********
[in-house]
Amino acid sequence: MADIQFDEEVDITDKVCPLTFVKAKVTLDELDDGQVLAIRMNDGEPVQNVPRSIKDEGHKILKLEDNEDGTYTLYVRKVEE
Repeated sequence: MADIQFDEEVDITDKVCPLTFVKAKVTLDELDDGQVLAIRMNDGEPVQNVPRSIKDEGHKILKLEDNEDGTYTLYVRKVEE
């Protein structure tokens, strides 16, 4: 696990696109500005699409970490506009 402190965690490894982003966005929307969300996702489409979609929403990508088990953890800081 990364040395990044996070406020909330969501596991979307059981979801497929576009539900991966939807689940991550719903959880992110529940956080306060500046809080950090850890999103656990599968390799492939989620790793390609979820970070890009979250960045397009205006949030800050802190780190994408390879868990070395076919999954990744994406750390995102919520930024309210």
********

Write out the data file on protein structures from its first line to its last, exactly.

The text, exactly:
[in-house]
Amino acid sequence: MADIQFDEEVDITDKVCPLTFVKAKVTLDELDDGQVLAIRMNDGEPVQNVPRSIKDEGHKILKLEDNEDGTYTLYVRKVEE
Repeated sequence: MADIQFDEEVDITDKVCPLTFVKAKVTLDELDDGQVLAIRMNDGEPVQNVPRSIKDEGHKILKLEDNEDGTYTLYVRKVEE
């Protein structure tokens, strides 16, 4: 696990696109500005699409970490506009 402190965690490894982003966005929307969300996702489409979609929403990508088990953890800081 990364040395990044996070406020909330969501596991979307059981979801497929576009539900991966939807689940991550719903959880992110529940956080306060500046809080950090850890999103656990599968390799492939989620790793390609979820970070890009979250960045397009205006949030800050802190780190994408390879868990070395076919999954990744994406750390995102919520930024309210």